Unfortunately, the move is not as effective as anticipated, and as soon as I’m done with airport security, I see him gesturing away at the steps that lead up to the lounge. Catching up with me, he says actually the thing is you look very familiar – I think I must have seen you around. Heroically refraining from pointing out that I probably went to the same school as his granddaughters, I reply that it’s very unlikely since I have not been known to frequent courts in Karachi. He gives me another Lord V-esque smile and tells me that since our acquaintance is so short it will be his pleasure to request a seat change so that I can sit next to him on the flight. I tell him I would much rather sit next to a female passenger. He says he hopes he hasn’t offended me (which he hasn’t really, but it’s too early in the morning to deal with such persistent letchery) and that he respects me greatly (but ofcourse, the same way he respects anyone he’s mentally undressing) and it’s always a good idea to sit next to people on can talk to – specially on long flights. I tell him that this flight is under two hours, and that makes it a short flight. And I would really prefer not to go to the trouble of having my seat changed, or put him to the trouble of changing his. He says okay, then he gestures to the notepad in my hand and asks me to write down my cell number and give it to him. At this point I’m exasperated out of my mind and I tell him my father has not given me permission to do any such thing. And then I walk off the bus to the plane thankful that Session Judge he may be, economy plus he is not.


Deepak Iyer said...

Does calling elderly people Uncle help there? (I know friends who it do as a matter of policy for these very reasons.)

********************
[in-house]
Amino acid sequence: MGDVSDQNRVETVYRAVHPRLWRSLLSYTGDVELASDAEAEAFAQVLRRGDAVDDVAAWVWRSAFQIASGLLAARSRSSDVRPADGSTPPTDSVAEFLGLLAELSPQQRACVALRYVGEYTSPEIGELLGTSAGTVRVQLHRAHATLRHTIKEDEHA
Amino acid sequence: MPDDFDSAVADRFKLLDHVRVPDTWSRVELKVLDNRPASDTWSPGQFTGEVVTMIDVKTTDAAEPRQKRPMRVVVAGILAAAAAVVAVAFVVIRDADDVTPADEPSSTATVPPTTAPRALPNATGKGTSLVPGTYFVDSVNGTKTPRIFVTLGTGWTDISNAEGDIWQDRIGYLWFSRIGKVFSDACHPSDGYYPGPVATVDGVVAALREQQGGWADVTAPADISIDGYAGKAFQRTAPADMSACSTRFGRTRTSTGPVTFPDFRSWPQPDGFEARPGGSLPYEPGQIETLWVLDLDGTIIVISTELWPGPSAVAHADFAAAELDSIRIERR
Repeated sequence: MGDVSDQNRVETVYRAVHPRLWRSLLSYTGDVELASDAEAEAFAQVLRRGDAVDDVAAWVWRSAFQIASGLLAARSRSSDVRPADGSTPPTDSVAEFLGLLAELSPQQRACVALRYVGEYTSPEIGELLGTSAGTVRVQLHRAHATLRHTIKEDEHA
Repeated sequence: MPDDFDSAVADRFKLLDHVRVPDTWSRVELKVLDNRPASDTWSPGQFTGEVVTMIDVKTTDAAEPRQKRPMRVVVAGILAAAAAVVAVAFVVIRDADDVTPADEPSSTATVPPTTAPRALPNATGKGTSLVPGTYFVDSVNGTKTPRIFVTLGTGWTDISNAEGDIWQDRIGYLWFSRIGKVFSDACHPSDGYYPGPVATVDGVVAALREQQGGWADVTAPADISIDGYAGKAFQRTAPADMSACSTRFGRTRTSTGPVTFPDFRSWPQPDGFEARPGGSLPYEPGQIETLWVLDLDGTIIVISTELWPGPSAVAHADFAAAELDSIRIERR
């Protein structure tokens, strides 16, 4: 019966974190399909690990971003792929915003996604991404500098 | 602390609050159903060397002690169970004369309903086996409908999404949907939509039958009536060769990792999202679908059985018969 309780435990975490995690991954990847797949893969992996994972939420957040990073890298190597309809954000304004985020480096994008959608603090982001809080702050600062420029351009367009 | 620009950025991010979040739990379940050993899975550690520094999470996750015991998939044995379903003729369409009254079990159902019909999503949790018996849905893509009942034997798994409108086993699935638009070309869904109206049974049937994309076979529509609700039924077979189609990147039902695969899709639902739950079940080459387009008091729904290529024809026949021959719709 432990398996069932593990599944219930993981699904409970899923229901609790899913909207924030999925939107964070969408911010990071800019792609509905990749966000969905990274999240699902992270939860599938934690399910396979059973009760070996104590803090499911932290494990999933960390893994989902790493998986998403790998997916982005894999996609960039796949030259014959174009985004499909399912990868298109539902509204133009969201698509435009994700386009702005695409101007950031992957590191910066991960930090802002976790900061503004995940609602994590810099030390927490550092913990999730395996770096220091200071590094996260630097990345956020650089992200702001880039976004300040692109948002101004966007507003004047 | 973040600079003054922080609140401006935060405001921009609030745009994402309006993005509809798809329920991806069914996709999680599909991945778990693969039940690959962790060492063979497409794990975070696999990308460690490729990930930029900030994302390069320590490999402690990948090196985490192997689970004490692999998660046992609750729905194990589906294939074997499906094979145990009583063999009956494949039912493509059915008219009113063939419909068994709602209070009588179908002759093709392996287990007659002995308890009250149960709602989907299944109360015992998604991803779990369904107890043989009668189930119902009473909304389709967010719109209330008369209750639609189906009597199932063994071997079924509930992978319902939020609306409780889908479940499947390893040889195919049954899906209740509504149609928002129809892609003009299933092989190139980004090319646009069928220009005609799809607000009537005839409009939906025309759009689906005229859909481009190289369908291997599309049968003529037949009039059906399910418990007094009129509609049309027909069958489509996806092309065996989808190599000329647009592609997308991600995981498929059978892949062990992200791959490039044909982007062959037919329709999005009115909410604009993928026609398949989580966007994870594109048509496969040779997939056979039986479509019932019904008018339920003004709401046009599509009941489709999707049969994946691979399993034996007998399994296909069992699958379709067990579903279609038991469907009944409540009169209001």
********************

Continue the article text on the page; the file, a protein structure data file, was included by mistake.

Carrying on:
That reduces the blood flow to the nether regions of elderly men.

Anonymous said...

LOL! I'm glad I haven't had too many of such interactions during my journeys. There was the famous idiot at the hotel in ISB though who kept trying to talk to me by asking me if I was Ayesha Khan (the TV actress). Am sure you'd remember that Moron! :)

Not talking to many people and reading a book while having your ipod on may help. BTW, once there was a guy sitting next to me on a KL-KHI flight, who was wearing a nearly sleeveless t-shirt that showed his hairy arms.. yuck! Thankfully, the dude thought I was a foreigner and was too intimidated to talk much! ;)

P.S. Next time try posing as a Bengali visitor who only understands Bangla :)

Anonymous said...

You could just give a dirty look or say "none of your business".

Thoth said...

Best wishes for the new year and Bon voyage for the vacation. Yo keep it real homie.

@Anon: Thanks for your amazingly helpful tips. They are indeed ingenious and none of us could think of such devices.

Ali said...

My frequent flyer card was stolen!!!

Opinionated Jaahil said...

I think the Pakistani Lawyer variety are the sleaziest, most lecherous men you can find in Pakistan.

Kay without a tee said...

I usually pretend to be really friendly and cheesy but apologetic about being in a hurry or waiting for someone important by constantly standing on tip toes and checking my watch and fiddling with my cellphone. I whizz the letchers off by giving them my number which is actually a random one I think of at the spot. The fantasies they start developing at their achievement of extracting a number out of me, keeps them busy and off my radar.

Anonymous said...

Shutup, do you think you're funny? Not that I have ever tried those methods myself. Also:

1. a lecher, last time I checked, is perfectly lecherous without the letter 't'

2. A cursory Google search of your blog reveals " Pakistan Blog Awards". Hence, an award that should be taken away.

3. Your food writing - missed, but now that it's back, how about a little more 'confidence'? A recipe, perhaps?

4. I would say 'how come no pictures', for the travel bits but yes, I suppose they might weigh down your flights of fancy.

5. Ever heard of Shei Shonagon? I think you might dig her book.

Anonymous said...

1st 2 lines are @Thoth.

Anonymous said...

@Anon - look, ulu chod, she could be referring to:


or, (she said he was a judge)

"In Congress, he was known as "Honest John" because of his opposition to government extravagance."